• Yoshimori, M., J. C. Hargreaves, J. D. Annan, T. Yokohata, and A. Abe-Ouchi (2011), Dependency of Feedbacks on Forcing and Climate State in Physics Parameter Ensembles, Journal of Climate, 24(24), 6440–6455, doi:10.1175/2011JCLI3954.1.

Knowing Dick about climate sensitivity

Wrong type of cloud, but the white whale is there

Richard “Dick” Lindzen is one of the last of the denialists with credentials impressive enough to be taken seriously by the press (and indeed, Lindzen has some done deservedly-award-winning work in tropical meteorology). Leaving aside for the moment his unfortunate cigarette-cancer denial and his fallacy-riddled op-eds in the WSJ, Lindzen is probably best known in the climate science community for his pathological belief that climate sensitivity is near zero or negative: that is to say that he believes the effect of doubling atmospheric CO2 levels will have either a trivial or cooling effect on global temperature.  Lindzen’s white whale is the alleged existence of a negative feedback in the tropics that he’s termed the Iris effect- essentially, Lindzen contends that warming of the tropical ocean will result in a reduction in cirrus cloud cover, which will result in more infrared radiation making its way back out to space.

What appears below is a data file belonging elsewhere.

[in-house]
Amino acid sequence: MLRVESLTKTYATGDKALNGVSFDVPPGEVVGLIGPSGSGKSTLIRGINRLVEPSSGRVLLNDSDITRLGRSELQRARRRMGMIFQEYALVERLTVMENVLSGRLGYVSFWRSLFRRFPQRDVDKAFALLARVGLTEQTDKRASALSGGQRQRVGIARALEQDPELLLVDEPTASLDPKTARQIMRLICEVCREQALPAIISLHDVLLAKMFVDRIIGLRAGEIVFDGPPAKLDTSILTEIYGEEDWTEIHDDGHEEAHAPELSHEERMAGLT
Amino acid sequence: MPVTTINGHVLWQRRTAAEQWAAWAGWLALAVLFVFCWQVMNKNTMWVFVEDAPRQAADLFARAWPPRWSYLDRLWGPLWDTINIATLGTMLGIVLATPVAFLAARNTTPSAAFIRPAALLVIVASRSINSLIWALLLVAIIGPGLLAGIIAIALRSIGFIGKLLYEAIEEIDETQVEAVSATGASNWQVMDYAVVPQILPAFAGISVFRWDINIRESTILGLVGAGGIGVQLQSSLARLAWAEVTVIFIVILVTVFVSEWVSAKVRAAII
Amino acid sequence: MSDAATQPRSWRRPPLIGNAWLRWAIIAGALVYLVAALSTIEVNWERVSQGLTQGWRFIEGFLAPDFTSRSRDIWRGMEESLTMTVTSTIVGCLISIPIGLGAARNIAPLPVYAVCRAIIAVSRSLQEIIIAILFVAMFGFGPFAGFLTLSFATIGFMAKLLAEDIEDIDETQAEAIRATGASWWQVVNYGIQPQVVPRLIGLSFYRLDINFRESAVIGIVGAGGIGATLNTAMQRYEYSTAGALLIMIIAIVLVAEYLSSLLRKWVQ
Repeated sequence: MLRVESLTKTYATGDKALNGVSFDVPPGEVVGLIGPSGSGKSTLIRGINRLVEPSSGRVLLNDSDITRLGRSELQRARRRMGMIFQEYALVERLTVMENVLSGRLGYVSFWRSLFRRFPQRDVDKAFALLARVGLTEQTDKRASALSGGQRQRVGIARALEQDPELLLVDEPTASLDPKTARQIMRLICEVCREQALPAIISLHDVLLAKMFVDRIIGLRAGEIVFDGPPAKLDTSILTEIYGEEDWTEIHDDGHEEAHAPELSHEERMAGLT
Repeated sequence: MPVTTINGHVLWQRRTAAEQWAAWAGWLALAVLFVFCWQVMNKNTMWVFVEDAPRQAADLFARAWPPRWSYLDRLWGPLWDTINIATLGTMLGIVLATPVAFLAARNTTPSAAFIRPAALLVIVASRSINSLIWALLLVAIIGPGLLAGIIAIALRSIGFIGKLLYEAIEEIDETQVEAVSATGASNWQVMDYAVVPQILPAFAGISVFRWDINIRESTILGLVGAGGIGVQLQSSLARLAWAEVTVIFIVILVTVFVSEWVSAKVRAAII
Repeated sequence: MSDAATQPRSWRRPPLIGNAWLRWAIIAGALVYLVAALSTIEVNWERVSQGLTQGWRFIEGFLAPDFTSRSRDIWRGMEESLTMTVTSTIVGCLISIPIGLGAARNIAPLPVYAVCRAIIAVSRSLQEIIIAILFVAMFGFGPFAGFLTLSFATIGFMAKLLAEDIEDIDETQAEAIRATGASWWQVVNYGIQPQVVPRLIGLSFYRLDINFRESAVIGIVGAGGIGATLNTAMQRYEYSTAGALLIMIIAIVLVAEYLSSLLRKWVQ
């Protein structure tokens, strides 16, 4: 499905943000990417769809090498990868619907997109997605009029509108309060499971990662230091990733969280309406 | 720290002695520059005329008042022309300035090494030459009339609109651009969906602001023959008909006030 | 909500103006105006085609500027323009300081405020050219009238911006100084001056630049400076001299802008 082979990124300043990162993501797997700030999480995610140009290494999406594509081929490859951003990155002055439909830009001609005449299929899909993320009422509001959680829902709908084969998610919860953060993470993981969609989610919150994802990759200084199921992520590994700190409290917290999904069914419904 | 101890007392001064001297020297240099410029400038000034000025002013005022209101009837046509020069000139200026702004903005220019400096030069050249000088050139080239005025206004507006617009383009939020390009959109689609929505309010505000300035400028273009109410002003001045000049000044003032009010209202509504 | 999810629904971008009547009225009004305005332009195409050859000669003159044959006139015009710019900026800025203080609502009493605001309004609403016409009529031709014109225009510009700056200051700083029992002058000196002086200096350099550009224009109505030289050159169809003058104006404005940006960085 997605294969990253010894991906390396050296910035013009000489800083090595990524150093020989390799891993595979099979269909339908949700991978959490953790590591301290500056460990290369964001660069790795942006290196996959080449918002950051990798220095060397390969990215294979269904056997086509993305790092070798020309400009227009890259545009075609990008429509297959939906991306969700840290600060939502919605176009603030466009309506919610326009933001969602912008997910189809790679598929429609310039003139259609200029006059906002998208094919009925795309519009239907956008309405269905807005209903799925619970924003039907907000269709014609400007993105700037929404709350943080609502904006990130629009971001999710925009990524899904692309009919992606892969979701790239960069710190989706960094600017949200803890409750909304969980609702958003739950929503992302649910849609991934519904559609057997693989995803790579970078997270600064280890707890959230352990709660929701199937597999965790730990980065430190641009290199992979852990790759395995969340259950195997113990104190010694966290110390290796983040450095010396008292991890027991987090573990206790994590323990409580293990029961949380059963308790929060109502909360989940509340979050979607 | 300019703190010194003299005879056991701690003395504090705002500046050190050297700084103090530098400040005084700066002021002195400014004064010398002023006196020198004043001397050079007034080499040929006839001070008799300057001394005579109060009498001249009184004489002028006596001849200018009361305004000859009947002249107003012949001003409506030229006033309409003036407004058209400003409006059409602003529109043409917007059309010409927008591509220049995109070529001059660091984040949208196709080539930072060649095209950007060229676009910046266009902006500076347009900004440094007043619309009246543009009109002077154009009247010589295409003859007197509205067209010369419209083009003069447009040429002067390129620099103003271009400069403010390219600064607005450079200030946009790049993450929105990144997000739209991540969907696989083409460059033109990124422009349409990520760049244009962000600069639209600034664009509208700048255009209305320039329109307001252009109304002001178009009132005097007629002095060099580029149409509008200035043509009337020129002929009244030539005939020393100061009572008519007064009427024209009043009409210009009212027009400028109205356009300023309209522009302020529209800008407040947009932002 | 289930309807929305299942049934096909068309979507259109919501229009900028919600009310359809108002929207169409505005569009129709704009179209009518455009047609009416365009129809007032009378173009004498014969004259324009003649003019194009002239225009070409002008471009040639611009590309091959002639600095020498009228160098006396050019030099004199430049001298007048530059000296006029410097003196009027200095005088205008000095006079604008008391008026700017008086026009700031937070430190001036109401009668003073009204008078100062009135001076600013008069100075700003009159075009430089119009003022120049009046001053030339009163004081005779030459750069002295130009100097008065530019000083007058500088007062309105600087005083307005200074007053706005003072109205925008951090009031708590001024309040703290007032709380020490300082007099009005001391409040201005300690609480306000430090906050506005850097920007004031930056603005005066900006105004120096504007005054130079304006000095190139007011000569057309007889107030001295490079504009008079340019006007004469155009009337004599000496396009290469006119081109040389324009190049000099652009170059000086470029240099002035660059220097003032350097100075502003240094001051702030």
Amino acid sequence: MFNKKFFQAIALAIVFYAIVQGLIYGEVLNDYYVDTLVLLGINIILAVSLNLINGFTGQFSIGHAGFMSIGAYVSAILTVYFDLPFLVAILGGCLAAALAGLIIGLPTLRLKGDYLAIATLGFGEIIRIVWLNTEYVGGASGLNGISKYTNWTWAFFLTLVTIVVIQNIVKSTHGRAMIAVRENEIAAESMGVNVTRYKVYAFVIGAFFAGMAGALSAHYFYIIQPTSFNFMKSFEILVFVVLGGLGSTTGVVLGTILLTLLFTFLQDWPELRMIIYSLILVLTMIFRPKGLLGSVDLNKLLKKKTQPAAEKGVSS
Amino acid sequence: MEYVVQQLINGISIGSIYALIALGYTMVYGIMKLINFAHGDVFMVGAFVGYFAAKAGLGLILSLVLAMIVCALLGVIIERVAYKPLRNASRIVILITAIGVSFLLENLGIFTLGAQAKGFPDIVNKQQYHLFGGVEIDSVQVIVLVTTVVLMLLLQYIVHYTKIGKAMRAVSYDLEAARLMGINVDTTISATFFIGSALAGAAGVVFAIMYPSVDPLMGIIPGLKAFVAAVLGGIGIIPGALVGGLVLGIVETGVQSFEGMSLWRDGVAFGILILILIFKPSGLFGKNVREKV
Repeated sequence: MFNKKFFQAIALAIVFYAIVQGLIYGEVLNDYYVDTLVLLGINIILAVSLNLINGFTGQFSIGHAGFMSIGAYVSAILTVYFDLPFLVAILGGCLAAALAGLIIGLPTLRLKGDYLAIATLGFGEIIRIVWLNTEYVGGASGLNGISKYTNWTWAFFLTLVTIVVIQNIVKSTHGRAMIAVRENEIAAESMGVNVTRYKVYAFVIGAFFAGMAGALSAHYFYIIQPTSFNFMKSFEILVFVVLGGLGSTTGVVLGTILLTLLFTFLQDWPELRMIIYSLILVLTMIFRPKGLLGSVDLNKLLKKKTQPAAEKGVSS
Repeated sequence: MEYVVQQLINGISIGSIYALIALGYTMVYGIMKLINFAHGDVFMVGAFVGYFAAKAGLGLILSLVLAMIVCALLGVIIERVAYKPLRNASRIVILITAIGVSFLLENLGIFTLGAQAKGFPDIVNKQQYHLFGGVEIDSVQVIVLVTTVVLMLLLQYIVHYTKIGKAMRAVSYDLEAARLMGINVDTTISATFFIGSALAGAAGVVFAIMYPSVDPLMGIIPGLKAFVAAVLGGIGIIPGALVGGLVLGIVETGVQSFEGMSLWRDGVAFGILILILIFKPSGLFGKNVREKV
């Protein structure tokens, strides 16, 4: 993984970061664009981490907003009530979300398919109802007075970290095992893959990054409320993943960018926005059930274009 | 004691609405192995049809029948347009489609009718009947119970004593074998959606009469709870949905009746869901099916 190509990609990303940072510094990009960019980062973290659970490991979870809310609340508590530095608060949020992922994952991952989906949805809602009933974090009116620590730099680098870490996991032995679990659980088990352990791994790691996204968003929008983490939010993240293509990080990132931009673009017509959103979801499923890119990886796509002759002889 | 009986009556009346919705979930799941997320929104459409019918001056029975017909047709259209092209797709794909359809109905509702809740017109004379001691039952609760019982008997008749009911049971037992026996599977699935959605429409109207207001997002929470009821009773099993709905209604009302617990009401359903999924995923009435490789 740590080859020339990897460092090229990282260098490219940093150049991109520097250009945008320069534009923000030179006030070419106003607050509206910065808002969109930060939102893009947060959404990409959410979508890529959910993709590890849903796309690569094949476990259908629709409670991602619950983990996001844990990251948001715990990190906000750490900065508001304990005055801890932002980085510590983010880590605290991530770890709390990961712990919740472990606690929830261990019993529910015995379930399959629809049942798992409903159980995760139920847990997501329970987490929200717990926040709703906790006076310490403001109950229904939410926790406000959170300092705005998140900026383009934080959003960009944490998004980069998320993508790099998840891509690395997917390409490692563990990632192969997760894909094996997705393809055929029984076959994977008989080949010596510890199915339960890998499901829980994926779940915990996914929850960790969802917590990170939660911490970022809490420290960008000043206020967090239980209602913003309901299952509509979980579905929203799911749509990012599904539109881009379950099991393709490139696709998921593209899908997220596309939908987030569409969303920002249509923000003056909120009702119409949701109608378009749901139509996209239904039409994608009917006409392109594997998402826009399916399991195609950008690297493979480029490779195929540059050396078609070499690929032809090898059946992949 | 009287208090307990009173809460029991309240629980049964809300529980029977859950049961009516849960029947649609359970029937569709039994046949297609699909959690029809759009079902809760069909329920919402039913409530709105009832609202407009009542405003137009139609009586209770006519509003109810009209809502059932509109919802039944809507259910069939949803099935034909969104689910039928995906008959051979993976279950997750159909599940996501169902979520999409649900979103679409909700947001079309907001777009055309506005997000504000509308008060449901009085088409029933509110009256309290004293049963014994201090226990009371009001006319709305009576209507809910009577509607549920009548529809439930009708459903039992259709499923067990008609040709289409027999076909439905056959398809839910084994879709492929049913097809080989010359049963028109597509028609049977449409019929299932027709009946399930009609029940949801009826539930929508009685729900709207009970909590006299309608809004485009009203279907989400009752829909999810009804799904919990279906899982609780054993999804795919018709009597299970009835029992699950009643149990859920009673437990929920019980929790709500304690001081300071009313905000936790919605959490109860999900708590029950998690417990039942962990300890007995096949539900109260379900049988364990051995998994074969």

Unfortunately, neither recent paleoecological evidence nor observations and modeling bear this idea out, and of course the broader picture of climate sensitivity derived from the paleo and instrumental records as well as modern climate modeling illustrates how wildly out of touch Lindzen’s belief is.

Lindzen’s latest folly volley in his low sensitivity crusade was a recent GRL paper coauthored with Yong-Sang Choi entitled “On the determination of climate feedbacks from ERBE data” which attempted to derive climate sensitivity by examining changes in outgoing infrared radiation from ERBE  (Earth Radiation Budget Experiment) data and comparing them to AMIP (Atmospheric Model Intercomparison Project) modeling, finding – surprise! – sensitivity to be negligible and models to overstate it).

Kevin Trenberth, John Fasullo, Chris O’Dell, and Takmeng Wong (henceforth TFOW10) have a rebuttal paper at GRL (in press, doi:10.1029/2009GL042314) entitled: “Relationships between tropical sea surface temperature and top-of-atmosphere radiation”, which I’ll quote from at length. Continue reading